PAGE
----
Though it would be great if you could provide information about how to get a setup for compiling your DCF77 library on Mac, Windows and Linux. Greetings and thanks!

    • Of The scope shows that you are NOT picking up any DCF77 signal. There are several possible reasons.

      • There is something close to the antenna that interferes with DCF77
      • The module has an open collector output and you are missing a pullup
      • The wiring of the module is wrong, e.g. missing ground connection

      Hence I would be more than surprised if it would pick up anything at all.

  5. karlkliem says:

    Finally i get the sync! Thanks!

    Although it’s strange. I had the same circuit connected to the same computer and uploaded the same sketch. At first with the Mac Arduino IDE and then with the Windows Arduino IDE (inside a Parallels Desktop VM), and it didn’t work. Now i tried again copy/pasting the sketch from one IDE to the other and it worked. Finally!

    If i find the time i will try to get avr-gcc 4.5.3 running with the Mac Arduino IDE. In case i succeed i’ll make a post.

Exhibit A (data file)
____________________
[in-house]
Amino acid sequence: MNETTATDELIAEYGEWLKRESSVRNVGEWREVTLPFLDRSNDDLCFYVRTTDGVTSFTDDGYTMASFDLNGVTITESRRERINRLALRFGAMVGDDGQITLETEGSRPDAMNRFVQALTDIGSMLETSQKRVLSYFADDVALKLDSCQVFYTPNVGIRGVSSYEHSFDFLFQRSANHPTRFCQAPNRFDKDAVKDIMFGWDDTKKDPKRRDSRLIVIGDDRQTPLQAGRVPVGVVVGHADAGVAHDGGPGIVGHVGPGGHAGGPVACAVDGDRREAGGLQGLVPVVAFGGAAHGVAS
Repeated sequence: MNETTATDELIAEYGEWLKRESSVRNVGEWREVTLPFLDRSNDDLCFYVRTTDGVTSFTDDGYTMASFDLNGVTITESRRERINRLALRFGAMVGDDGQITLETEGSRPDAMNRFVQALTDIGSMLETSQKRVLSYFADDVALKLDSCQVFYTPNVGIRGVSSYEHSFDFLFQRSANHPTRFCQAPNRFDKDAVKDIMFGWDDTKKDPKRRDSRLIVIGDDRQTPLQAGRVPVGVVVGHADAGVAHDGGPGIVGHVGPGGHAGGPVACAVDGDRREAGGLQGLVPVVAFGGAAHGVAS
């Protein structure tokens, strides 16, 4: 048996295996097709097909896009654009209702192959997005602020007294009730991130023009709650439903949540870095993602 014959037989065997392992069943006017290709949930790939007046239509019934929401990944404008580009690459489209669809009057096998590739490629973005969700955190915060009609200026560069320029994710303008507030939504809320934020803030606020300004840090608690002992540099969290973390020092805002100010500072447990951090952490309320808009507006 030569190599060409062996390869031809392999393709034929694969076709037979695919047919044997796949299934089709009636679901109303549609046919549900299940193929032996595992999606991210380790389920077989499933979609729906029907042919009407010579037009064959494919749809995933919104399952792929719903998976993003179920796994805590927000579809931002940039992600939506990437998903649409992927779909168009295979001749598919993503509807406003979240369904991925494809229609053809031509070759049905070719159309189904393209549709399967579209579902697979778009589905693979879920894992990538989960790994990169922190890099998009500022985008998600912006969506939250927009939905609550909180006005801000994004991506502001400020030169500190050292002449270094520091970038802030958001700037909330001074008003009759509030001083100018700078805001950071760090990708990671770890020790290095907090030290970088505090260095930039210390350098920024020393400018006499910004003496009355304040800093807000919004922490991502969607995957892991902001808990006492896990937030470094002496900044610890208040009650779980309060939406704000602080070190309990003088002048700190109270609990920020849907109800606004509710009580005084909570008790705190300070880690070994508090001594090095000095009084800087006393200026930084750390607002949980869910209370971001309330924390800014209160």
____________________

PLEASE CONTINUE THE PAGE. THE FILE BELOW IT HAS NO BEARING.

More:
6. karlkliem says:

    It’s going to be in a building in Vienna, which i haven’t seen myself yet. Until now i just sent a test setup with the Conrad Elektronik DCF module and the 100mm HKW antenna and an Arduino sketch building upon the library of Thijs Elenbaas. They could get a signal in one floor of the building which has windows, but not in the floor where the clock will be installed. The walls in that floor seem to be made out of reinforced concrete. My plan is to deliver another test setup with your library and the HKW module now.

  7. Andreas says:

    Hello,

    I started to test your DCF77 lib with the noise reduction algorithm.
    Works fine!. But it uses the Pin A5 and I want to use this pin for I2C.
    All tries to connect to another pin failed…. Does it work with a different pin and how?

    Thanks, Danke. Andreas

    • The library has no intrinsic pin binding. All binding happens by the calling program. It can be bound to any pin as long as this pin is not in use otherwise. Just change the constants accordingly. I will make the section “pin mappings” a little bit more explicit on this topic.

  8. ZT says: